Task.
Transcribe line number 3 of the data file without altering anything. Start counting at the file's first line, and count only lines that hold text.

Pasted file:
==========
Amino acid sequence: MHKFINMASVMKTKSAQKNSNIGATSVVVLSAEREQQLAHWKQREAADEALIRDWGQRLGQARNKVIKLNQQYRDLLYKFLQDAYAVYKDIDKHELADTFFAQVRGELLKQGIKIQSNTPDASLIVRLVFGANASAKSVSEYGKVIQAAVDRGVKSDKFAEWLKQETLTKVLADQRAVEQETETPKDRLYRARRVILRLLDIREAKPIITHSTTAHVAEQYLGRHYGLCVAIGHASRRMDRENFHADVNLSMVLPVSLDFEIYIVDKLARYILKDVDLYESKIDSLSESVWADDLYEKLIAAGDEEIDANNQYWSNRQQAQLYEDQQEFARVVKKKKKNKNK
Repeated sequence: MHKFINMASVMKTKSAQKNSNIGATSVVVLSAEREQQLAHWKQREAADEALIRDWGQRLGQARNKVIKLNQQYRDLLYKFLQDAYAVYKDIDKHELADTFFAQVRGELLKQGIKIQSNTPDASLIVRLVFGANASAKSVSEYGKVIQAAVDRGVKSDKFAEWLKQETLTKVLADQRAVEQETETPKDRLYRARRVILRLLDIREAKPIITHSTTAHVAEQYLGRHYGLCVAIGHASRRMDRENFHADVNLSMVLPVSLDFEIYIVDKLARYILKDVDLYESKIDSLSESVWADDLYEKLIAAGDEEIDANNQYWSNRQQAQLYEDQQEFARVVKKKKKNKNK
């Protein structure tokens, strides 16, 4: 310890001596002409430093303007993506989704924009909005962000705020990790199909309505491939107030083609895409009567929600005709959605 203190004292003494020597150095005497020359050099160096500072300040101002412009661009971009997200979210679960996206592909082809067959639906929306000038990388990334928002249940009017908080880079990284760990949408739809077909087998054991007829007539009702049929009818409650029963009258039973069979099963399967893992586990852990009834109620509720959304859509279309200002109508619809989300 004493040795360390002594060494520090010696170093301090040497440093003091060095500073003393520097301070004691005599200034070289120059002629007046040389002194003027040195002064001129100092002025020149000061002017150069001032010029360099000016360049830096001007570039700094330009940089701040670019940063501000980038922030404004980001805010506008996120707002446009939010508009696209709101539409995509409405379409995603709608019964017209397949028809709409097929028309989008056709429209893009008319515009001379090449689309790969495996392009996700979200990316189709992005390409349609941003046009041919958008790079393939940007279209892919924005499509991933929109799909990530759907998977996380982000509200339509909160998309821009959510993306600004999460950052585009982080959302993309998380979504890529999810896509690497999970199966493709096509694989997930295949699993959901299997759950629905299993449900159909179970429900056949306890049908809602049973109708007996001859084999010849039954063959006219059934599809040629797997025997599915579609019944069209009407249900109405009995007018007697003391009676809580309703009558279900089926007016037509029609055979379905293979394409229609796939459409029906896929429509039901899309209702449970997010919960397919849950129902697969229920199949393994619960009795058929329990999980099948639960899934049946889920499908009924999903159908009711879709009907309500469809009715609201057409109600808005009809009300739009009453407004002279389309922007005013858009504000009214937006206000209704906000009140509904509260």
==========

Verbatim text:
């Protein structure tokens, strides 16, 4: 310890001596002409430093303007993506989704924009909005962000705020990790199909309505491939107030083609895409009567929600005709959605 203190004292003494020597150095005497020359050099160096500072300040101002412009661009971009997200979210679960996206592909082809067959639906929306000038990388990334928002249940009017908080880079990284760990949408739809077909087998054991007829007539009702049929009818409650029963009258039973069979099963399967893992586990852990009834109620509720959304859509279309200002109508619809989300 004493040795360390002594060494520090010696170093301090040497440093003091060095500073003393520097301070004691005599200034070289120059002629007046040389002194003027040195002064001129100092002025020149000061002017150069001032010029360099000016360049830096001007570039700094330009940089701040670019940063501000980038922030404004980001805010506008996120707002446009939010508009696209709101539409995509409405379409995603709608019964017209397949028809709409097929028309989008056709429209893009008319515009001379090449689309790969495996392009996700979200990316189709992005390409349609941003046009041919958008790079393939940007279209892919924005499509991933929109799909990530759907998977996380982000509200339509909160998309821009959510993306600004999460950052585009982080959302993309998380979504890529999810896509690497999970199966493709096509694989997930295949699993959901299997759950629905299993449900159909179970429900056949306890049908809602049973109708007996001859084999010849039954063959006219059934599809040629797997025997599915579609019944069209009407249900109405009995007018007697003391009676809580309703009558279900089926007016037509029609055979379905293979394409229609796939459409029906896929429509039901899309209702449970997010919960397919849950129902697969229920199949393994619960009795058929329990999980099948639960899934049946889920499908009924999903159908009711879709009907309500469809009715609201057409109600808005009809009300739009009453407004002279389309922007005013858009504000009214937006206000209704906000009140509904509260």